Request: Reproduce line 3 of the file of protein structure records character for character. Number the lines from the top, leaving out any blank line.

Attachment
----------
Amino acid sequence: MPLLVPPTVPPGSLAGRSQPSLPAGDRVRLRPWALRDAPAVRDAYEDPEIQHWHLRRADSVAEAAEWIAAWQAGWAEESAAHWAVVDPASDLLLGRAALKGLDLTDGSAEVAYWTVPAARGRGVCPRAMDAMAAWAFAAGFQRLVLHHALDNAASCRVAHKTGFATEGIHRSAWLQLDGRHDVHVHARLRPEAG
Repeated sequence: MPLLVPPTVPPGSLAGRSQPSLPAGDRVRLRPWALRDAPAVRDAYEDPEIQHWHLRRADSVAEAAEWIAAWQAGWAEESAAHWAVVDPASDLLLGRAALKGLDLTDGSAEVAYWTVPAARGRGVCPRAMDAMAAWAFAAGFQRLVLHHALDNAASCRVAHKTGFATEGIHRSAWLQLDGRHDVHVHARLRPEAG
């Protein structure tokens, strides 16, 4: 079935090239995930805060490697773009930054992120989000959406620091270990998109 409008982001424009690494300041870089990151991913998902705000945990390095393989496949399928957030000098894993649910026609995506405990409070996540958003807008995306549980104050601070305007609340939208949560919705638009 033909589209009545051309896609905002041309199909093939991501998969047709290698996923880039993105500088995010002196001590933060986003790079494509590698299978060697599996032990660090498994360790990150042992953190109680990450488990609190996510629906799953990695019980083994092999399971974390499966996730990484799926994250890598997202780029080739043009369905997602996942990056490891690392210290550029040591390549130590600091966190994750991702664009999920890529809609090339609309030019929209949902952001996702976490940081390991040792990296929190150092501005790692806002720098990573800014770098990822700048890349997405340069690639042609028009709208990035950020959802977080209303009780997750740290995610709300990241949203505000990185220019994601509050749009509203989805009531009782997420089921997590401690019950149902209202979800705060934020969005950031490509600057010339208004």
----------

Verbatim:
């Protein structure tokens, strides 16, 4: 079935090239995930805060490697773009930054992120989000959406620091270990998109 409008982001424009690494300041870089990151991913998902705000945990390095393989496949399928957030000098894993649910026609995506405990409070996540958003807008995306549980104050601070305007609340939208949560919705638009 033909589209009545051309896609905002041309199909093939991501998969047709290698996923880039993105500088995010002196001590933060986003790079494509590698299978060697599996032990660090498994360790990150042992953190109680990450488990609190996510629906799953990695019980083994092999399971974390499966996730990484799926994250890598997202780029080739043009369905997602996942990056490891690392210290550029040591390549130590600091966190994750991702664009999920890529809609090339609309030019929209949902952001996702976490940081390991040792990296929190150092501005790692806002720098990573800014770098990822700048890349997405340069690639042609028009709208990035950020959802977080209303009780997750740290995610709300990241949203505000990185220019994601509050749009509203989805009531009782997420089921997590401690019950149902209202979800705060934020969005950031490509600057010339208004």